One of the few survivors of the Ghost Hunt 2003 speaks out!
By Mr. Slaphead
It wasn’t the desolate car park of Rathfarnham Shopping Centre that worried me, it wasn’t even Mr. Blather’s news that more than half of the expected participants had cried off.It was only when Blather led us down several muddy cul-de-sacs that I began to wonder about what I’d let myself in for. It was quite a few years since I did a tour of Massys Estate and the woods around the Hell Fire Club and I always had the good sense to park in civilised car park. This time, as if to emphasise how much we were roughing it (my phrase), we were to park on a steep gradient with one half of the car in a ditch.
We set off though antediluvian roadways towards the Walled Garden of the old Massy Estate. This was far too cultivated for Mr. Blather who leapt flea-like onto an unstable mound of rubble and mud expecting us to follow. Like fools we did. We walked at a brisk pace breathing the crisp air of the Dublin Mountains, in itself well worth the effort, while pondering the origins of various lumps of stone and wood. We came across holes in the ground that we assumed were badger sets, but Mr. Birdbath’s refusal to stick his head down one means we will never know for sure. Pity that.
Blair Witch Country
The grounds of the Walled Garden seemed level and friendly but I should have known that wouldn’t last. We went from the chocolate box scenery of the old garden to Blair Witch country in little more than ten paces. Dense undergrowth (it may have been overgrowth- myself and nature have never been what you’d call close) concealed traps for those not wearing boots designed to grip glass. My “RockGround” boots may be the dog’s danglies for an urban trek and although the name would imply an ability to get their wearer through any terrain, I suspect this may be a ploy by marketing types. My solicitor will be in touch with them.
As I crossed small rivers like an aging Tarzan, trusting wet overhanging branches to be strong enough to hold me I suddenly realised, as my arse hit the mud, that wet overhanging branches are as trustworthy as Fianna Fail backbenchers. Scampering onward I crossed the swells of the river (well, a small stream) undampened, only to find the black woolly hand of Blather reaching out to help me up that final muddy metre. I did hesitate at first but on realising that he was wearing gloves, I accepted. My eternal thanks to Mr. Blather for that one although I suspect it was guilt that made him reach out.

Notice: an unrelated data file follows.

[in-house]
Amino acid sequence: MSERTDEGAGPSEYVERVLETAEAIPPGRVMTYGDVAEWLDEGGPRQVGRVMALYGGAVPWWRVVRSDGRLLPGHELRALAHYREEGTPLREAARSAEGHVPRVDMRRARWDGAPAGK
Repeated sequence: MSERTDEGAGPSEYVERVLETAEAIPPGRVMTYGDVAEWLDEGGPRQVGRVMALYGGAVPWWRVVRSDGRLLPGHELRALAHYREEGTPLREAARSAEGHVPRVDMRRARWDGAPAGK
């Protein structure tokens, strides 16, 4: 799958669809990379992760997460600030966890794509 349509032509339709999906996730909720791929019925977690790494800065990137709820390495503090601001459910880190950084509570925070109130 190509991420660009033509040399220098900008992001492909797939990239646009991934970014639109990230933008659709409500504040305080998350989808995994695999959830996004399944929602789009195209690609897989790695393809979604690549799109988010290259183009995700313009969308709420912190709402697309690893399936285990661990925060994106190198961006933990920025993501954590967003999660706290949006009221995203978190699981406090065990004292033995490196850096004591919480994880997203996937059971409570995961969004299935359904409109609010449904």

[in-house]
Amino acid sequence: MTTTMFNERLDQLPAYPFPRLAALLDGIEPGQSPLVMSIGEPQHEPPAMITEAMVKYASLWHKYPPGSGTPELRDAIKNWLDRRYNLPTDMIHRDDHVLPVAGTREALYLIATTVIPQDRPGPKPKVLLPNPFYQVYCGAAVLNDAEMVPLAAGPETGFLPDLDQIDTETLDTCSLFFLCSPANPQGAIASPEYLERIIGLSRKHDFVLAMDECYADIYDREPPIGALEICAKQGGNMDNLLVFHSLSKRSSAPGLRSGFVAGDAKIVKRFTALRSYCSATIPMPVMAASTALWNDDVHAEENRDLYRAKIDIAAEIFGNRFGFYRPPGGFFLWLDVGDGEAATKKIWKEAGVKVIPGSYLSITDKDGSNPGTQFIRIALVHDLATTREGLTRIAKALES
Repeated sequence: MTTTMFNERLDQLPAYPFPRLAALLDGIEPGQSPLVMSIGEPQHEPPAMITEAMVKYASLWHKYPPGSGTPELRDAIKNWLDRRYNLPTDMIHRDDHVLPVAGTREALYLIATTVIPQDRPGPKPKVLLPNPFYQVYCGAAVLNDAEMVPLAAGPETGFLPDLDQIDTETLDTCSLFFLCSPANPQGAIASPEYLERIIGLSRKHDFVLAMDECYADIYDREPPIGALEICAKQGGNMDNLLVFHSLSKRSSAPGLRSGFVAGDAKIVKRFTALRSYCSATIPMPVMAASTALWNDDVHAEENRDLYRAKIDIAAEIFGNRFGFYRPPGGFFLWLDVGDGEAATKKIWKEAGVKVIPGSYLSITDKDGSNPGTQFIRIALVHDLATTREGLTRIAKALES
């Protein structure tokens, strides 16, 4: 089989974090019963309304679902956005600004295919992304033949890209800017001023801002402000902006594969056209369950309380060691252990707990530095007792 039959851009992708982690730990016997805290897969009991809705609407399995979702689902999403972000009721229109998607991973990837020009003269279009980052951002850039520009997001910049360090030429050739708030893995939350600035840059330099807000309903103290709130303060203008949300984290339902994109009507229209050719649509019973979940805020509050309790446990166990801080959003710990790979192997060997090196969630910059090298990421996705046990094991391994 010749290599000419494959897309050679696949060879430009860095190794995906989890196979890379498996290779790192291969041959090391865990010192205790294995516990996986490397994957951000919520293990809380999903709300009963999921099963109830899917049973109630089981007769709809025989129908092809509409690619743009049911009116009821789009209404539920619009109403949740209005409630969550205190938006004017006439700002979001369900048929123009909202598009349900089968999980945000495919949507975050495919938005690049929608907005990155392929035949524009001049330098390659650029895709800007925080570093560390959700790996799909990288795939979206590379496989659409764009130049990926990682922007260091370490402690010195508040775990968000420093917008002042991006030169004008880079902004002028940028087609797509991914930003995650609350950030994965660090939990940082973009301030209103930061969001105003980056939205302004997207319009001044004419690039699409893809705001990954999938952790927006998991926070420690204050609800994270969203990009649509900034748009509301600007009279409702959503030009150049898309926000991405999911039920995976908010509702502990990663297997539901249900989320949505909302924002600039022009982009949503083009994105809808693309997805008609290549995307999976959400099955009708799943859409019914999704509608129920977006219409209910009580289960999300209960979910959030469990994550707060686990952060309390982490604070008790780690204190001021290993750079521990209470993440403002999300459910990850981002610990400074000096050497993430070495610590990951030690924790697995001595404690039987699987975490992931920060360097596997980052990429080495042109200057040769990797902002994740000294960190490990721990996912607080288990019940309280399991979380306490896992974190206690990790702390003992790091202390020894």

At last we came to a roadway I recognised, mainly because it used to have a restaurant on it. We crossed over and leaving behind the balmy warmth of Massys Estate we hit the snowy slopes of the Hell Fire Wood. Given a choice between a slightly rough trail and a circuitous but easier one we of course opted for the easier one. Easier is a relative term. A relative we never speak of.
We set off on this well-worn path, no doubt worn by Coillte vehicles, and I began to realise that a slow climb up a moderate slope can be far more tiring than a quick climb up a steep gradient. Nonetheless the clean air was a welcome detox after the Christmas contaminants. My abnormally heavy breathing just added to the volume I was taking in. Several times I could see that Ms. Elimare was concerned about my failing health, though she hid it well from the others, lest it might upset them and ruin their day.
The Hellfire Club
We eventually reached The Hell Fire Club itself. A wounded shell of a building whose purpose now is to give day trippers a point at which they can turn back and night visitors a place to drink and smoke knowing they have an infinite number of escape routes should parents or police come calling.
Following a quick exploration and a tour of the outside we walked towards the rougher path to find a way down between the icy stones, the snowy grass and the slippery leaves. I decided to take my time and rather than try and get to the bottom first I opted to pace myself and get there intact. In fairness many people were slipping about so even the most neurotic person could blend on the bloodied (so Mr. Blather tells me!) slopes leading down from the Hell Fire Club.
A short and civilised trek across the road and back through Massys estate led us the welcome sight of our cars but, before we could taste the warmth of a real fire in the Blue Light, we were to visit one more spot before dusk settled. The Wedge Tomb at Kilmashogue is just a short drive from Killakee and on the way to the Blue Light. Just a short climb from the car park is the tomb itself. Resting towards the edge of a forest it releases a quiet calm over the area. Imagine if you can a friendly eeriness.
Our cultural and educational obligations fulfilled we drove with renewed vigour to the famed Blue Light pub. A shining example of exactly what a pub should be, the Blue Light is an oasis of warmth and alcohol in an Irish desert (i.e. Mountains, valleys and bits of rivers with no pub nearby). The Guinness looked as if it could do without any advertising budget and atmosphere was as warm as its open fires.
Forgive the curmudgeonly tone dear reader, I?m just a bit sore today, but that’s because although I live just a few minutes drive from all of these wonderful natural resources, I have failed to avail of them in recent years. But now, with renewed enthusiasm, Ill be back there again by the weekend. My thanks to Blather for organising this mini version of the Fellowship of the Ring. It was a great day out with superb company. Lets hope this is just the first of many excursions deep into the woods.
See the Photos »
Elimare’s report »